• Partha P Majumder

      Articles written in Journal of Biosciences

    • Preface

      Partha P Majumder A Jagannadha Rao

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    • Ethnic populations of India as seen from an evolutionary perspective

      Partha P Majumder

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      It is now widely accepted that (i) modern humans,Homo sapiens sapiens, evolved in Africa, (ii) migrated out of Africa and replaced archaic humans in other parts of the world, and (iii) one of the first waves of out-of-Africa migration came into India. India, therefore, served as a major corridor for dispersal of modern humans. By studying variation at DNA level in contemporary human populations of India, we have provided evidence that mitochondrial DNA haplotypes based on RFLPs are strikingly similar across ethnic groups of India, consistent with the hypothesis that a small number of females entered India during the initial process of the peopling of India. We have also provided evidence that there may have been dispersal of humans from India to southeast Asia. In conjunction with haplotype data, nucleotide sequence data of a hypervariable segment (HVS-1) of the mitochondrial genome indicate that the ancestors of the present austro-asiatic tribal populations may have been the most ancient inhabitants of India. Based on Y-chromosomal RFLP and STRP data, we have also been able to trace footprints of human movements from west and central Asia into India.

    • Southward Ho!

      Partha P Majumder

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    • Clipboard: Dissecting the genetics of cardiomyopathy in India: A tale of ten steps

      Partha P Majumder

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    • A two-step genetic study on quantitative precursors of coronary artery disease in a homogeneous Indian population: Case–control association discovery and validation by transmission-disequilibrium test

      Sanjukta Mallik Partha P Majumder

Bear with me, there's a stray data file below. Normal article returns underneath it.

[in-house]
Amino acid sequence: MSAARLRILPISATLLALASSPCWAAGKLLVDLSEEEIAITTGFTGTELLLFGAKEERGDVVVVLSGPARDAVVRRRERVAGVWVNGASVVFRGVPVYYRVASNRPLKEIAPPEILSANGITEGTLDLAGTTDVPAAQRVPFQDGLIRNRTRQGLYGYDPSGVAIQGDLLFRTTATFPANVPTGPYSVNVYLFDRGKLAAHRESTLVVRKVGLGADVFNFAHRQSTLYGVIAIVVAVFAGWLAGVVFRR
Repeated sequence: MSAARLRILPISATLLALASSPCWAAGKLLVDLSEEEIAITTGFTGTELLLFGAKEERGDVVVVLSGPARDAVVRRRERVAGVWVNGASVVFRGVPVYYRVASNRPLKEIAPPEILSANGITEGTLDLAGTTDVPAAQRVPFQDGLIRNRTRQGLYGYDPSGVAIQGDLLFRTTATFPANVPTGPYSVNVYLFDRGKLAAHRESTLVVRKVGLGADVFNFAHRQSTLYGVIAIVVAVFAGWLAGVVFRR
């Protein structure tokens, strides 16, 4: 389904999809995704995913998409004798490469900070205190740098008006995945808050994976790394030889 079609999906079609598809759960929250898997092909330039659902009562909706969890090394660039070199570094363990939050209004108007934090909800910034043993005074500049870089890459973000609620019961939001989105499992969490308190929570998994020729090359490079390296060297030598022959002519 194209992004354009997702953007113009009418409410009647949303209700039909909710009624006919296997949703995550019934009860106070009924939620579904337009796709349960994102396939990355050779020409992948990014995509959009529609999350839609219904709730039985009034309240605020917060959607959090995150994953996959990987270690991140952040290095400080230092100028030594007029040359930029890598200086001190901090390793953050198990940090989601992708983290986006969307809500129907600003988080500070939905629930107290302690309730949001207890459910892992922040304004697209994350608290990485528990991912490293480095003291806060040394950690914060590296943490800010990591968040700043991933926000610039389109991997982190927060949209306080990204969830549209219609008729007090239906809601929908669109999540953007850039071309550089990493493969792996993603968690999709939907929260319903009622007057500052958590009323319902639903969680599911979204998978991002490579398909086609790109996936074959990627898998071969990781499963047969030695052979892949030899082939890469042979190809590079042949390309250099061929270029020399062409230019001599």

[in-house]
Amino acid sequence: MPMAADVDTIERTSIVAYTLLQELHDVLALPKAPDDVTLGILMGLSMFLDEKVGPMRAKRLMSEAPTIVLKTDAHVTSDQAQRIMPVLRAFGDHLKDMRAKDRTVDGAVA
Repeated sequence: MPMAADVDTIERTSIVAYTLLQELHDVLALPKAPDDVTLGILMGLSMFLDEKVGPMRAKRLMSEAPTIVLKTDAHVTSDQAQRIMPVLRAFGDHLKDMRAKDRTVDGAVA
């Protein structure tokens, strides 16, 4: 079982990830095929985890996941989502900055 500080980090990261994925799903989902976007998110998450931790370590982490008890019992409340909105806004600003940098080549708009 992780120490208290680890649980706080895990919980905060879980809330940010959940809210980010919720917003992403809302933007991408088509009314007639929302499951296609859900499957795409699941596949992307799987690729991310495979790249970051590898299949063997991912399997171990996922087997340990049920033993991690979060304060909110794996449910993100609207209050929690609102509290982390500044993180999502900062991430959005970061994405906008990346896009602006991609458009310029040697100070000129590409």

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      In spite of its strong familiality, gene identification for coronary artery disease (CAD) has not yielded a consistent picture. One major reason for this is that families or cases and controls were not recruited from a homogeneous population. We, therefore, attempted to map genes underlying 10 quantitative traits (QTs) that are known precursors of CAD in a homogeneous population (Marwari) of India. The QTs are apolipoprotein B (ApoB), C-reactive protein (CRP), fibrinogen (FBG), homocysteine (HCY), lipoprotein (a) (LPA), cholesterol – total (CHOL-T), cholesterol – HDL (CHOL-H), cholesterol – LDL (CHOL-L), cholesterol – VLDL (CHOL-V) and triglyceride (TG). We assayed 209 SNPs in 31 genes among members of Marwari families. After log-transformation and covariate-adjustment of the QTs, a two-step analysis was performed. In Step-1, data on unrelated individuals were analysed for association with the SNPs. In Step-2, for validation of Step-1 results, a quantitative transmission-disequilibrium test on parent–offspring data was performed for each SNP found to be significantly associated with a QT in Step-1 on an independent sample set drawn from the same population. Statistically significant results found for the various QTs and SNPs were: rs3774933, rs230528, rs230521, rs1005819 and rs1609798 (intronic, NFKB1) with APOB; rs5361 (Missense, R > S, SELE) and rs4648004 (Intronic, NFKB1) with FBG; rs4220 (Missense, K > R, FGB) with HCY; and rs3025035 (Intronic, VEGFA) with CHOL-H. SNPs in SELE, VEGFA, FGB and NFKB1 genes impact significantly on levels of quantitative precursors of CAD in Marwaris.

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